Imagine walking into a store where all the things you needed were on the top shelf–only reachable by using a ladder. Would you return to that venue if you knew there was a similar store nearby that was more accessible? Likely not.
Similarly, consumers with accessibility needs will likely opt for products that are the most accessible. By creating inclusive designs, you can expand your market reach and promote equality.
What is accessible design?
Accessible design (also referred to as inclusive or universal design) focuses on designing for people with a range of abilities. In short, this type of design doesn’t assume that everyone can easily read or use every kind of packaging. It takes into consideration the needs of users of all ages and abilities. As the world’s baby boomers age, more consumers will need accessible packaging — packaging that is easy to read and easy to open.
Why does inclusive packaging matter?
The world’s population is undergoing a significant shift as more baby boomers age. More consumers will need accessible packaging as their ability to see, hear and move deteriorates. It’s not just the elderly who need inclusive design though. According to a 2010 study by Hosking, Waller, and Clarkson, only 21% of the population has no difficulties with packaging design. The other 79% of the population is a “target for inclusive design.” This study shows inclusive design is no longer a fringe concept as most consumers fall somewhere on the disability spectrum.
Consumers are living with a range of disabilities. Such as a cognitive disability (like dyslexia or attention deficit disorder), a physical disability like a visual impairment or a mobility impairment.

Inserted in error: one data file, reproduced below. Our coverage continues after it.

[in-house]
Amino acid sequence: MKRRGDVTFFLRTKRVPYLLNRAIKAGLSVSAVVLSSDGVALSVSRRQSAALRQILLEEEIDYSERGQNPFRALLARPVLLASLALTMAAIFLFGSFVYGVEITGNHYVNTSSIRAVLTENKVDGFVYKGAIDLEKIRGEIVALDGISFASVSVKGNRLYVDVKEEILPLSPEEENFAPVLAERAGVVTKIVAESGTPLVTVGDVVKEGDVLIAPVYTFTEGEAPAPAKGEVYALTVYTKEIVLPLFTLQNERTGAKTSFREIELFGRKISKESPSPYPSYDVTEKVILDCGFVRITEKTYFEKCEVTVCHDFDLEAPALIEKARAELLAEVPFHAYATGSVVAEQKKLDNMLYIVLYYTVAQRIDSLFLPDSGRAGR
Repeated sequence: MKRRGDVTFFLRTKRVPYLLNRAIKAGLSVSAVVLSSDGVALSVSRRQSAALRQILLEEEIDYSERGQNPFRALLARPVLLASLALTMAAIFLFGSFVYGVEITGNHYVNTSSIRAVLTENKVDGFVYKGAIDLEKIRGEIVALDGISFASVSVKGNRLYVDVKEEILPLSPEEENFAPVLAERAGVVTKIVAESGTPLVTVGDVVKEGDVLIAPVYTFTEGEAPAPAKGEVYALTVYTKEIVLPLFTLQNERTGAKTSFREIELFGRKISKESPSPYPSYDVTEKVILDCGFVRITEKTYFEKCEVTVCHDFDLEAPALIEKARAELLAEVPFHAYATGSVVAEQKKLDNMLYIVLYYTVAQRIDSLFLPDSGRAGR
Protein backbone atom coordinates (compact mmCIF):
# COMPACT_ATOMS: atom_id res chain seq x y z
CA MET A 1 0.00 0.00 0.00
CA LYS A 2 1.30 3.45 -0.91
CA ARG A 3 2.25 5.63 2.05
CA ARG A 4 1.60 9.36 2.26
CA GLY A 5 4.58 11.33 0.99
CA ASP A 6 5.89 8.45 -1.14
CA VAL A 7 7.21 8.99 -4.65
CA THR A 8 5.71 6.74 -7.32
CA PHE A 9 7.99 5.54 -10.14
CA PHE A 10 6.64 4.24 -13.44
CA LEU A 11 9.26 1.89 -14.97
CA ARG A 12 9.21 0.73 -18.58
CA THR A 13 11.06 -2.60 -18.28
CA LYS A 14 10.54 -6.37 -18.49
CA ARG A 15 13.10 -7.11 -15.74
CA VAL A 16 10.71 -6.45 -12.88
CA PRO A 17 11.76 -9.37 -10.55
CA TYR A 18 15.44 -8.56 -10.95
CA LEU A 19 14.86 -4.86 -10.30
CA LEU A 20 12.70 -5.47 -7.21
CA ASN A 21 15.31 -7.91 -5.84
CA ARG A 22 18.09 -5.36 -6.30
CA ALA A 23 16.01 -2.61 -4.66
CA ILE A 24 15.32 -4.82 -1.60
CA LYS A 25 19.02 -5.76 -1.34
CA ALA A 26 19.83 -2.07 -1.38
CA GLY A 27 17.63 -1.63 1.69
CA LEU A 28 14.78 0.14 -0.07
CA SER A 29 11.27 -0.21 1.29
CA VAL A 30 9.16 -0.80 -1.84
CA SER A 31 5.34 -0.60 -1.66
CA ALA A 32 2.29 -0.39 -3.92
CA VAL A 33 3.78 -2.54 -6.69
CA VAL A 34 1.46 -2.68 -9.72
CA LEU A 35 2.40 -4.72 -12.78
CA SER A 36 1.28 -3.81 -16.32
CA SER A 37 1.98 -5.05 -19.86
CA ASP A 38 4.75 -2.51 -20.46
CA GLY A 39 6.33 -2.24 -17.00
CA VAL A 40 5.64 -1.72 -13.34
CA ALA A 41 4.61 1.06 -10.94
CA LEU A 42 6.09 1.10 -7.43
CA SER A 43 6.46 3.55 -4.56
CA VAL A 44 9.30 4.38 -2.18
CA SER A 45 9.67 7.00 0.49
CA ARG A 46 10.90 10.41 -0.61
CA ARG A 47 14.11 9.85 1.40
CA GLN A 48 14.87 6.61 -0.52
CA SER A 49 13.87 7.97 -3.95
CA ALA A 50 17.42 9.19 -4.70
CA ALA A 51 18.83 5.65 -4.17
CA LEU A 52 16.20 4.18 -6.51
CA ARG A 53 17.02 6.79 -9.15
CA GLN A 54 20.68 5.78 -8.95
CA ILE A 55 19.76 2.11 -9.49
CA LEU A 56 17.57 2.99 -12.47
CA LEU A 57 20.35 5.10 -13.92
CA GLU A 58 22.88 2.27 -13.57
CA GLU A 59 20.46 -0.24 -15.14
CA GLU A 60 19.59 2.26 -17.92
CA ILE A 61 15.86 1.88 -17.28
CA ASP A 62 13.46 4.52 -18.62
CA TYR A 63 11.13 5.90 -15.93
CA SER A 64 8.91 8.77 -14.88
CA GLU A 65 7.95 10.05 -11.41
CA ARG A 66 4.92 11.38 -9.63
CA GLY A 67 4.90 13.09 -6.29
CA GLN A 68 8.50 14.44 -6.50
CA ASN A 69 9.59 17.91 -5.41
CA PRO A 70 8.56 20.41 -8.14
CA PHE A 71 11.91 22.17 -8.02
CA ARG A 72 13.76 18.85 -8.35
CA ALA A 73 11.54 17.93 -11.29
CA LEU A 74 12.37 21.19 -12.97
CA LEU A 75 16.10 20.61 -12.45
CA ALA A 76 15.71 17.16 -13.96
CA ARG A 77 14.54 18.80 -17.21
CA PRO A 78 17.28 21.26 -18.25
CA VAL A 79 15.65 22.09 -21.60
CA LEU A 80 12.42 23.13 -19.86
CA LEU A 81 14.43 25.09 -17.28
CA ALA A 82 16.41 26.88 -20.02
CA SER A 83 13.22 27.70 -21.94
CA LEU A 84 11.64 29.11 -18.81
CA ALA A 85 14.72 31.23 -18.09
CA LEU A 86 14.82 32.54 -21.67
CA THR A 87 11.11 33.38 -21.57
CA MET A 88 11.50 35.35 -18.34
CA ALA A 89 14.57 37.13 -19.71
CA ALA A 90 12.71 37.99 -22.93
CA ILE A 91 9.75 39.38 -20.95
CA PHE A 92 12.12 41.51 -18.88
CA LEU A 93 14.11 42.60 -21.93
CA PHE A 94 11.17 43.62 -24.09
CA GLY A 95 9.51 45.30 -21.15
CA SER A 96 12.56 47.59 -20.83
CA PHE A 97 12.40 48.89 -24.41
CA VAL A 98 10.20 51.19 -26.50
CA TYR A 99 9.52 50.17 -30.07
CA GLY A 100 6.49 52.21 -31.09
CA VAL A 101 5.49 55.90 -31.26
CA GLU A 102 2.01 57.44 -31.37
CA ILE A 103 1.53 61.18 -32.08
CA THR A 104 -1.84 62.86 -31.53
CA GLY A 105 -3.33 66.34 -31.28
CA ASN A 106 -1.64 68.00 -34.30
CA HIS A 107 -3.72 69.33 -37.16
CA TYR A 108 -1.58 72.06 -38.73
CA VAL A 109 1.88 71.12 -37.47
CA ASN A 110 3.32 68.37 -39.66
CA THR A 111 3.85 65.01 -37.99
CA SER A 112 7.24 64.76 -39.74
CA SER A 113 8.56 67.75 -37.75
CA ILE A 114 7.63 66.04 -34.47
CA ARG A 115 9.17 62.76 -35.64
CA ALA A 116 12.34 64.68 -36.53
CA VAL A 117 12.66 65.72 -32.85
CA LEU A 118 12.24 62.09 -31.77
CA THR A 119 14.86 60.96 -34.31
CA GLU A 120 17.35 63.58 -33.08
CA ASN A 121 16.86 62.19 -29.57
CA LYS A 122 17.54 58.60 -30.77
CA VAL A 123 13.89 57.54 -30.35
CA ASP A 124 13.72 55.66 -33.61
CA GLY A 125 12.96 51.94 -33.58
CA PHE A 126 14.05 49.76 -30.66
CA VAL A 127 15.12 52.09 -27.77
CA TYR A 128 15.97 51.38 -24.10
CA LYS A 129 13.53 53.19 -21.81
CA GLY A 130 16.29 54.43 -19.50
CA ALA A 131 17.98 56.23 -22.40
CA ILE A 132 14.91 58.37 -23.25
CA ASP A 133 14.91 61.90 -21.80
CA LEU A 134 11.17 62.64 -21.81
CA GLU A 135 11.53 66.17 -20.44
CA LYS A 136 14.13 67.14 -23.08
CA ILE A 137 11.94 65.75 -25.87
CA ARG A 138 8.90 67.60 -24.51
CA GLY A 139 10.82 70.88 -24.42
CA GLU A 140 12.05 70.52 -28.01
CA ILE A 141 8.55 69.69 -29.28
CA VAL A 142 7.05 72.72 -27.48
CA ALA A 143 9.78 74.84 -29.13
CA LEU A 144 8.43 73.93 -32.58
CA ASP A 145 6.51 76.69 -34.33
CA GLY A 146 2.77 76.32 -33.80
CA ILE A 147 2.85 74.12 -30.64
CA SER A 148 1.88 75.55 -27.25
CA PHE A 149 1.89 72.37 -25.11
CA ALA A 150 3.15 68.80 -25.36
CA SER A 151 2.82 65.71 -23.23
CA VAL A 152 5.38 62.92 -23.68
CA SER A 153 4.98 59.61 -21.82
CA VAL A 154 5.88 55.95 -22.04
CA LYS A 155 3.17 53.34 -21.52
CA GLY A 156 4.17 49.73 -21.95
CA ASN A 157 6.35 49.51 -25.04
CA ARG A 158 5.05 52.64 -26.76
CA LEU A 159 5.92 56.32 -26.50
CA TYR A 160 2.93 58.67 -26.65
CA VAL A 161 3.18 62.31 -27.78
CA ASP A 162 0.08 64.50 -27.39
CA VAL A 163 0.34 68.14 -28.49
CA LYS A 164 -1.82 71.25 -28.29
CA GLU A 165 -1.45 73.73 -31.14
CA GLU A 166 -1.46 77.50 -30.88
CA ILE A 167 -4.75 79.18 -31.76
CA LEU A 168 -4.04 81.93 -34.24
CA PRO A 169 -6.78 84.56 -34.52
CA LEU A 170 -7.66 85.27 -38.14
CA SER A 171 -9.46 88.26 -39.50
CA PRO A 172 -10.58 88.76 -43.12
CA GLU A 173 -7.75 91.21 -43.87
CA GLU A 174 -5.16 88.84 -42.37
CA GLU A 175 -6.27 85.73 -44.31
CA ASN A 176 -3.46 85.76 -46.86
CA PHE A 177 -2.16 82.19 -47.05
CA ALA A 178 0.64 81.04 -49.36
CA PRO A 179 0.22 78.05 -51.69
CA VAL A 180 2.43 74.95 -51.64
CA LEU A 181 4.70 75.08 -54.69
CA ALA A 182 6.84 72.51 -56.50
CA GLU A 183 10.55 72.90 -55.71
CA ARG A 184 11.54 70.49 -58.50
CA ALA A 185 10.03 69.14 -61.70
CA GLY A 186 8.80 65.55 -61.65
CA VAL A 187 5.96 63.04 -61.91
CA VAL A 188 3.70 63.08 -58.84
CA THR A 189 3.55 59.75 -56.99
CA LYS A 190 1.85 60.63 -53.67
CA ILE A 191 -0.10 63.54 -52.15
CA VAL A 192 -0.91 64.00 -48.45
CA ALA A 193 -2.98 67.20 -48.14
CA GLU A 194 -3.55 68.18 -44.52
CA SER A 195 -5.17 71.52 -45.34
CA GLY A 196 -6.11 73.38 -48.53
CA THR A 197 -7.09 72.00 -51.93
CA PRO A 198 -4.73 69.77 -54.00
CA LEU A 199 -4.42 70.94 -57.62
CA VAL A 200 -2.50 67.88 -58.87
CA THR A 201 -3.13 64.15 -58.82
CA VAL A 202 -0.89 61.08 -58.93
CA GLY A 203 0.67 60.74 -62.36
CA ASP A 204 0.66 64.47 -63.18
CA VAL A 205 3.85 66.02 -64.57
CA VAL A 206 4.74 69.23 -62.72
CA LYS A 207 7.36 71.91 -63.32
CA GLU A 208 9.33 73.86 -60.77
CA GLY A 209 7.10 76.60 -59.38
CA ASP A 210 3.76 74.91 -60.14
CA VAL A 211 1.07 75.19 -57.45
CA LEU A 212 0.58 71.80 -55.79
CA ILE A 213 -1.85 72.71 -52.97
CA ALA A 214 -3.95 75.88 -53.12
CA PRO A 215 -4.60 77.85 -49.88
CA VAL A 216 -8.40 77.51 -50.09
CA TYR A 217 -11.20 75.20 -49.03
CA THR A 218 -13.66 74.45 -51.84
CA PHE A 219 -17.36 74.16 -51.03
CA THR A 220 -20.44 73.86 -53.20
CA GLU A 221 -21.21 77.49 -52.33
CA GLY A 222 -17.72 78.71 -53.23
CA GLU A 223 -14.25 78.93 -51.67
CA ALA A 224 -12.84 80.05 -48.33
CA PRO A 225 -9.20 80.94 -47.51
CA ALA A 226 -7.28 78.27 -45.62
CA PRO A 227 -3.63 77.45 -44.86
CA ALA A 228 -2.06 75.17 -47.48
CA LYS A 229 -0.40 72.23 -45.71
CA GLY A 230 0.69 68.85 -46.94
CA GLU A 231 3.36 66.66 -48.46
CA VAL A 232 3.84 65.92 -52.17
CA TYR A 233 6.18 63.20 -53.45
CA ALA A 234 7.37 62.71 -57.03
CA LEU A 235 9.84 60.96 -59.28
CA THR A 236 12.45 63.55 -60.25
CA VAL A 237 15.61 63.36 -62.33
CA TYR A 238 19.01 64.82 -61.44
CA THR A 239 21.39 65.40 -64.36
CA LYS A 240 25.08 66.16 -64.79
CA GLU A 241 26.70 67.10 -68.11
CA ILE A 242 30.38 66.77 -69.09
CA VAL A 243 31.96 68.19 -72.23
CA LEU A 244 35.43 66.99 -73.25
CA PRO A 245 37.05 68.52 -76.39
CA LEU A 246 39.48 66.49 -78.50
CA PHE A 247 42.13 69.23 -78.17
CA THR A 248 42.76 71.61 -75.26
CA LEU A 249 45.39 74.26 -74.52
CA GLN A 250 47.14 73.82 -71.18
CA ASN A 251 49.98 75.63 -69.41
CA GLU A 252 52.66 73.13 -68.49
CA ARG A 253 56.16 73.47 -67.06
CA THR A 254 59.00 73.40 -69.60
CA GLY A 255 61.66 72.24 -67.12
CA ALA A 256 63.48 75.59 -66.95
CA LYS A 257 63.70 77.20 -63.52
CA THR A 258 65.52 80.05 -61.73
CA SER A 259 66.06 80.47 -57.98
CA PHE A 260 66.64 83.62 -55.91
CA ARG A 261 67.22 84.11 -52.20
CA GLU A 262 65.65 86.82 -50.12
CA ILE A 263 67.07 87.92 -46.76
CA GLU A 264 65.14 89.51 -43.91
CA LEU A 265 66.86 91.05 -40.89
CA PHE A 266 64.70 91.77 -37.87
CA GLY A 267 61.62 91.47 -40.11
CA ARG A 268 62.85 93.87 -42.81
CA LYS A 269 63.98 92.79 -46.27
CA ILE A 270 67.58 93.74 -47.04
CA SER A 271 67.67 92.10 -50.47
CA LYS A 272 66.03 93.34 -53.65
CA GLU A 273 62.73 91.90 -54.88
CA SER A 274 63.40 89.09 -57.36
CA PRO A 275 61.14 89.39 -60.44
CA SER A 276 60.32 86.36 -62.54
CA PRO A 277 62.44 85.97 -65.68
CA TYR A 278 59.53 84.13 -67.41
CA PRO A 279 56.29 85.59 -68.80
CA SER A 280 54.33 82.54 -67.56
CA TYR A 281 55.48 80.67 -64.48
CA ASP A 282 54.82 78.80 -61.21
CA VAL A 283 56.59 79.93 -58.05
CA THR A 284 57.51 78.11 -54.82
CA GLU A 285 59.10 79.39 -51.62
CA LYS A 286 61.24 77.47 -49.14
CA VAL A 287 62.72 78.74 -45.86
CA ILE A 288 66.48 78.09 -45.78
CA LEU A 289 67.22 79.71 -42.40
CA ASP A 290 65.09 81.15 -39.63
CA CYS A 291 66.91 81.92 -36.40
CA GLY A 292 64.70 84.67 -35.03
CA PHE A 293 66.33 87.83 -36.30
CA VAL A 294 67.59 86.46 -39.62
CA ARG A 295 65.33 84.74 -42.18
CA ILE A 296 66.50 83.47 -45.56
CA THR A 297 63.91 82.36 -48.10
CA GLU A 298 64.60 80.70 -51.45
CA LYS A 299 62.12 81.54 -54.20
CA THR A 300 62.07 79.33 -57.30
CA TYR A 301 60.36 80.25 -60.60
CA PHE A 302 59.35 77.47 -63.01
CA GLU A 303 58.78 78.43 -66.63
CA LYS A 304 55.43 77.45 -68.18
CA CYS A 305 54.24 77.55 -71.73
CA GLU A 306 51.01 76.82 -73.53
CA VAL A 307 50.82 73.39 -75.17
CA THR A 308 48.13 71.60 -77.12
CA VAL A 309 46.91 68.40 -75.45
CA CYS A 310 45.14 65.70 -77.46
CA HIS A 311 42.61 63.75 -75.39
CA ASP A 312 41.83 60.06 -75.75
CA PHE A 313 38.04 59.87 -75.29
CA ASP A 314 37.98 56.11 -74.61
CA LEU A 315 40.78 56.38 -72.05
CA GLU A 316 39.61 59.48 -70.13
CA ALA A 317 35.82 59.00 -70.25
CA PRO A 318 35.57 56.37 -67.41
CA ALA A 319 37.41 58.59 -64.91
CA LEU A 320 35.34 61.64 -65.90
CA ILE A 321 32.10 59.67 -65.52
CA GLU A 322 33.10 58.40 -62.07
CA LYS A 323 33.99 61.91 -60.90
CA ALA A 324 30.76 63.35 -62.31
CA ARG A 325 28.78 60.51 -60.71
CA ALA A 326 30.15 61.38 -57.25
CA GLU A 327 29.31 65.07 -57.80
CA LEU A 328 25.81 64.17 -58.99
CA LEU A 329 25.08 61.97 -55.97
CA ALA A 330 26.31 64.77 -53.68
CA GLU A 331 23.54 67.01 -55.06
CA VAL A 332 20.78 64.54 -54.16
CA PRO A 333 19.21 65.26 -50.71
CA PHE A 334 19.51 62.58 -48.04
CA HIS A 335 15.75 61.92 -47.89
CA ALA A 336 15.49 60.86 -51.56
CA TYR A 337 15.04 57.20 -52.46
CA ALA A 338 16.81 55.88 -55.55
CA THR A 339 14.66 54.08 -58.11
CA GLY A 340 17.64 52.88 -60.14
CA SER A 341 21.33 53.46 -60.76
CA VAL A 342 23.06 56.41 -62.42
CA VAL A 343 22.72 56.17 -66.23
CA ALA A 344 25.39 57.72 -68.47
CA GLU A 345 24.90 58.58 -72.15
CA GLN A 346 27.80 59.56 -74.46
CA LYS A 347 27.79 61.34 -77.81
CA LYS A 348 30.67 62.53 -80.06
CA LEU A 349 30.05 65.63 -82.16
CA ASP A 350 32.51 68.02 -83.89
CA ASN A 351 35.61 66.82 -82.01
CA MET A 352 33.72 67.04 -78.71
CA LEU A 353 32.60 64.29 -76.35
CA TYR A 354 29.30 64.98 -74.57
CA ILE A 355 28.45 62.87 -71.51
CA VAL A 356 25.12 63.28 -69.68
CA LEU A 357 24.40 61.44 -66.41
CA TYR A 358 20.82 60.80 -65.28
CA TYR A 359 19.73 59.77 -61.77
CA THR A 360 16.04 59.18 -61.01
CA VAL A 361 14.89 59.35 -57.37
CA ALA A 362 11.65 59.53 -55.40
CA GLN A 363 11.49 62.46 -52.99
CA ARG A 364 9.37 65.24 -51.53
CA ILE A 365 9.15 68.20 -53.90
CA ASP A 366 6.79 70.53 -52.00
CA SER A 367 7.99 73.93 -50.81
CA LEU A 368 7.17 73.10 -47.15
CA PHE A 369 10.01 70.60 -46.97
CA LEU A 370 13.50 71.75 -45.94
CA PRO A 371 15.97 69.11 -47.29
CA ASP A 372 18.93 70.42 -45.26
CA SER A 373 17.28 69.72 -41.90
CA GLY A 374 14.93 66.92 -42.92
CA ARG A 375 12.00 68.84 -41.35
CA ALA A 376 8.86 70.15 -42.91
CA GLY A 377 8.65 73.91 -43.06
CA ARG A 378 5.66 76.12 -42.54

How To Make Your Packaging More Inclusive
Braille Packaging: Braille allows people living with visual impairments to read information on your packaging. Braille is legally required for pharmaceutical products and is widely used by food companies. However, other industries, including beauty and apparel could benefit adopting braille. Braille allows consumers to independently pick up your product from the shelf and learn vital information about it. Without Braille, customers may rely on someone else to interpret your product for them. Moreover, consumers are more likely to opt for the product that caters to them and their needs. Using braille shows users of all disabilities that you care about promoting accessibility and equality.
Note: When creating packaging for people with a particular disability, conduct interviews with that target demographic, like the process you would undertake when doing market research to launch a new product. However, take things a step further and be sure to take detailed notes on how your design helps or hinders their disability.
Simple to Open Packaging
There’s nothing more frustrating than being hungry at lunch, picking up food and then not being able to open it. For most of us, that moment is irritating; but, hard to open packaging can prevent those with arthritis or a disability from using your product. To make your packaging easy to open, consider the following:
- Cardboard boxes that simply need the consumers to lift the lid off (similar to the design for a conventional shoebox)
- Packaging that has serrated edges at the top, to tear easily
- Packaging with large ‘tear here’ signage to show where consumers should open the packaging
The Bottom Line
Accessible or universal packaging has a variety of names — such as Equally Accessible, Flexible Design, Perceptible Information, Tolerance of Error, Low Effort, Financially Accessible.
Regardless of the language used, the message is clear, companies must move to adapt their products for users of all abilities. As the 2016 Euromonitor Report on Universal/Inclusive Packaging states, “Brand owners need to identify and target long-term demographic changes to ensure that their products remain relevant and at the forefront of consumer’s’ choice, and to maintain consumer loyalty.” Accessible packaging, not only makes business sense, it is a humanist approach to design.